Four different nonprofits, four successful campaigns — and how you can follow their lead.
Nonprofits aren’t selling a product or service, but they’re raising funds all the same. They also face similar business challenges, like identifying issues, planning successfully, connecting with the community and adapting across channels.
Wondering what you can learn from nonprofit marketing? These four steps will help you create a foundation for personalized campaigns and growth — with some cause-related examples along the way.
1. Use fresh eyes to take a look at what works — and what doesn’t
It’s always key to cut through the clutter from the start. Transparent stakeholder interviews are a great way to bring everyone up to speed — opening the discussion with thoughtful questions quickly draws out both what’s going well and the common problems experienced at multiple levels across the organization.
How it’s worked: Launching a new initiative requires a lot of buy in. When launching Vanderbilt University Medical Center’s My Southern Health, we connected with team members from across the system — whether designers or hospital service line marketers — to better understand their needs, capabilities and concerns. One project can solve problems, create initiative champions and improve the bottom line for a wide swath of the company or nonprofit. Now is not the time for guesswork or assumptions.
2. Formulate a game plan.
After taking a candid look at the big picture, we collaborate with nonprofits to identify the best way to approach the obstacles they would like to overcome. Is there a chronic lack of communication in their ranks? Are they struggling for a consistent online presence? Analyze the pain points, then determine the best remedy for each one.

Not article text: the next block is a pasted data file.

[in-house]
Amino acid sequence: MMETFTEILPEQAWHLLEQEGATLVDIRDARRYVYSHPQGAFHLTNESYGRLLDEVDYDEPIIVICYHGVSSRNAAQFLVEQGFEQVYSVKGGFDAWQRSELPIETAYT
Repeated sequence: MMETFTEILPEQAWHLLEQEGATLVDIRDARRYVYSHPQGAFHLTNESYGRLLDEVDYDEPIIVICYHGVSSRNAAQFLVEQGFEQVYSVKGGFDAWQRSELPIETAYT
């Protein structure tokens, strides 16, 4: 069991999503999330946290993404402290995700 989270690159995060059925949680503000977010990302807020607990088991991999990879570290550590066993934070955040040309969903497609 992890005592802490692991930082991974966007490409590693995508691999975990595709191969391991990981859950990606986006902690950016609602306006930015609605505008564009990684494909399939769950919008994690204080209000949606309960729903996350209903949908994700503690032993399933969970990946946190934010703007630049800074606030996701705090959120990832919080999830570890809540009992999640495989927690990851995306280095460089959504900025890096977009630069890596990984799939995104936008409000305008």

How it’s worked: When we prepared for Arizona Gives Day 2017, our team detailed what worked in the previous year and what fell short of our expectations. Arizona Gives wanted to continue to foster connections with the community and build upon its online interactions with its social followers; naturally, we ran paid advertising campaigns on Facebook, Instagram and Twitter. Our team boosted the Arizona Gives signal and engaged with supporters in real time — and it worked. Our number of impressions skyrocketed, with a 148-percent increase from 2016.
3. Create a campaign that resonates with the community.
Nonprofits draw their support from the community around them. Campaigns should relate to supporters and show the organization’s impact within the community. How will its donors react? How will potential new contributors absorb the information? Does it ring true to the organization’s work and its audience?
How it’s worked: Phoenix Children’s Hospital has big hopes for the month of September: raising $1 million to benefit its Center for Cancer and Blood Disorders. Phoenix Children’s teamed up with C/A to concept and brand Time to Shine, its Childhood Cancer Awareness Month campaign with a huge statewide presence. The sunny yellow is a slight departure from the month’s traditional gold, but gives the community an optimistic and hopeful look at the future of childhood cancer treatment.
4. Ensure the campaign can be easy incorporated into collateral to raise awareness.
When creating a marketing campaign for nonprofits, it is paramount that the ideas behind it can be easily transformed into thoughtful, useful collateral — and not just in one format. Consider how your social graphic can be leveraged for print, or how you can pull a stellar testimonial quote from a Q&A.
How it’s worked: To support the Society of Animal Welfare Administrators (SAWA) at its summer conference, we designed a beautiful, compact program. Attendees skimmed the schedule, speaker bios and leadership messages with ease — then could simply place them back in a purse, backpack or briefcase when they were on the move. The program helped keep everyone organized, but it did so in style with purpose.